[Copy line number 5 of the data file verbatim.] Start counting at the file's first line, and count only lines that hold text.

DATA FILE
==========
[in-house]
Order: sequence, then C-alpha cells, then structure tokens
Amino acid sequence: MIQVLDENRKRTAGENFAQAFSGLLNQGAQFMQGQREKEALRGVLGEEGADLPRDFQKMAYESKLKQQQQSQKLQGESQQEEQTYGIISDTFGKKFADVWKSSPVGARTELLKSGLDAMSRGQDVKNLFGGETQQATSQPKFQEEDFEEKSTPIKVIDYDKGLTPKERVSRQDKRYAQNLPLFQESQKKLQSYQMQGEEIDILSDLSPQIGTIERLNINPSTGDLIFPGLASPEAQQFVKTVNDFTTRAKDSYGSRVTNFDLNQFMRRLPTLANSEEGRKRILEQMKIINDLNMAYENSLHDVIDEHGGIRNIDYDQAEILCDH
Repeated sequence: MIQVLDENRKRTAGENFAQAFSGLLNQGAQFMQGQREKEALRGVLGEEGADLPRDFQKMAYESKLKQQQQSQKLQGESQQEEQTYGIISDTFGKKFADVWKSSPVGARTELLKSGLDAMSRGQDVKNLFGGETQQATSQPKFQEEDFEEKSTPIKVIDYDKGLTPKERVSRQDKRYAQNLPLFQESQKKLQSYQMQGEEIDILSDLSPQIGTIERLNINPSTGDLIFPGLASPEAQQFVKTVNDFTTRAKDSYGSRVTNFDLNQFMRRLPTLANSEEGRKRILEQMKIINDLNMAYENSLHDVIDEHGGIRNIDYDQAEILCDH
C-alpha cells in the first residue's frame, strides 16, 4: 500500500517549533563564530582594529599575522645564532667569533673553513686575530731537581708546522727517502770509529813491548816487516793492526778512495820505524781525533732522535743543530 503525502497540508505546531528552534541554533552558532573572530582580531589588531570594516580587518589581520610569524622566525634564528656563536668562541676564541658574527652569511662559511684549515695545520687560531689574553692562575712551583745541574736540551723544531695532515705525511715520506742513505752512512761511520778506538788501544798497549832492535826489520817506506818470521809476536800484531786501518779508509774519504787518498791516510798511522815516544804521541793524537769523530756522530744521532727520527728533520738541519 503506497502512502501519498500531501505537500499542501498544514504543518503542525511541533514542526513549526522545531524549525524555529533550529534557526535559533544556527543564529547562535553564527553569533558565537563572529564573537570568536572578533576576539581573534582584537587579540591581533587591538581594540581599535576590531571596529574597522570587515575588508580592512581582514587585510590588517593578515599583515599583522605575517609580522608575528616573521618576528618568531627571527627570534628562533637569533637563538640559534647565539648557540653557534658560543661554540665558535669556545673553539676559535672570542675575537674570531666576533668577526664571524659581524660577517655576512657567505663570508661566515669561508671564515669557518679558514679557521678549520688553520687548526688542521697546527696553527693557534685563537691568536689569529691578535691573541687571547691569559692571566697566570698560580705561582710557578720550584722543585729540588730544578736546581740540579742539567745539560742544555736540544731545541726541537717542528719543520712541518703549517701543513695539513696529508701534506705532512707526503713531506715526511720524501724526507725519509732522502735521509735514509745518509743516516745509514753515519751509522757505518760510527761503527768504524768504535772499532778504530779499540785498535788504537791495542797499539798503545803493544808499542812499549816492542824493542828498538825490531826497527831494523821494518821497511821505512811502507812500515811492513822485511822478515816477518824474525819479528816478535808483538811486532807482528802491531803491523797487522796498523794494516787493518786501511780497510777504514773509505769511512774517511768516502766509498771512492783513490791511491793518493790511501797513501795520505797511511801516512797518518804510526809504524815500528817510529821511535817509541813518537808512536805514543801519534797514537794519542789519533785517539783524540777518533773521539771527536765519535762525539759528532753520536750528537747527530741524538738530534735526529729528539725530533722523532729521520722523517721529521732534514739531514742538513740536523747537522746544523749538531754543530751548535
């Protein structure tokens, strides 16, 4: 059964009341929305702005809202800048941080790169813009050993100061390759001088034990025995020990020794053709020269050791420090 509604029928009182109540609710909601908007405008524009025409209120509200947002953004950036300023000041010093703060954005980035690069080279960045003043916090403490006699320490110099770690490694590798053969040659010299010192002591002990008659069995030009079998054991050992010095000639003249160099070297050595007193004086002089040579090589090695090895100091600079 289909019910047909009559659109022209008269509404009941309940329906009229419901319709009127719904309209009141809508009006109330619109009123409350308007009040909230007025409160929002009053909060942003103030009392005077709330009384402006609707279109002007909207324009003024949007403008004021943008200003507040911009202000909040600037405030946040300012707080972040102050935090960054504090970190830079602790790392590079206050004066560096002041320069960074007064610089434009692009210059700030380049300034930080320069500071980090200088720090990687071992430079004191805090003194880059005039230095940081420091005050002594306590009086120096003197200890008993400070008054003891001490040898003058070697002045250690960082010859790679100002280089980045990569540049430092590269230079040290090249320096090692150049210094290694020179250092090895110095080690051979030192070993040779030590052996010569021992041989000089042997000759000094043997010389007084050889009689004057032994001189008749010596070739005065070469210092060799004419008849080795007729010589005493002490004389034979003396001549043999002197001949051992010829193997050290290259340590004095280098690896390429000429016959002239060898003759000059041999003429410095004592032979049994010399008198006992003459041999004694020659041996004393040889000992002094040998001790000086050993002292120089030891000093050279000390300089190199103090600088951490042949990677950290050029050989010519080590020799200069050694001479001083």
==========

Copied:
C-alpha cells in the first residue's frame, strides 16, 4: 500500500517549533563564530582594529599575522645564532667569533673553513686575530731537581708546522727517502770509529813491548816487516793492526778512495820505524781525533732522535743543530 503525502497540508505546531528552534541554533552558532573572530582580531589588531570594516580587518589581520610569524622566525634564528656563536668562541676564541658574527652569511662559511684549515695545520687560531689574553692562575712551583745541574736540551723544531695532515705525511715520506742513505752512512761511520778506538788501544798497549832492535826489520817506506818470521809476536800484531786501518779508509774519504787518498791516510798511522815516544804521541793524537769523530756522530744521532727520527728533520738541519 503506497502512502501519498500531501505537500499542501498544514504543518503542525511541533514542526513549526522545531524549525524555529533550529534557526535559533544556527543564529547562535553564527553569533558565537563572529564573537570568536572578533576576539581573534582584537587579540591581533587591538581594540581599535576590531571596529574597522570587515575588508580592512581582514587585510590588517593578515599583515599583522605575517609580522608575528616573521618576528618568531627571527627570534628562533637569533637563538640559534647565539648557540653557534658560543661554540665558535669556545673553539676559535672570542675575537674570531666576533668577526664571524659581524660577517655576512657567505663570508661566515669561508671564515669557518679558514679557521678549520688553520687548526688542521697546527696553527693557534685563537691568536689569529691578535691573541687571547691569559692571566697566570698560580705561582710557578720550584722543585729540588730544578736546581740540579742539567745539560742544555736540544731545541726541537717542528719543520712541518703549517701543513695539513696529508701534506705532512707526503713531506715526511720524501724526507725519509732522502735521509735514509745518509743516516745509514753515519751509522757505518760510527761503527768504524768504535772499532778504530779499540785498535788504537791495542797499539798503545803493544808499542812499549816492542824493542828498538825490531826497527831494523821494518821497511821505512811502507812500515811492513822485511822478515816477518824474525819479528816478535808483538811486532807482528802491531803491523797487522796498523794494516787493518786501511780497510777504514773509505769511512774517511768516502766509498771512492783513490791511491793518493790511501797513501795520505797511511801516512797518518804510526809504524815500528817510529821511535817509541813518537808512536805514543801519534797514537794519542789519533785517539783524540777518533773521539771527536765519535762525539759528532753520536750528537747527530741524538738530534735526529729528539725530533722523532729521520722523517721529521732534514739531514742538513740536523747537522746544523749538531754543530751548535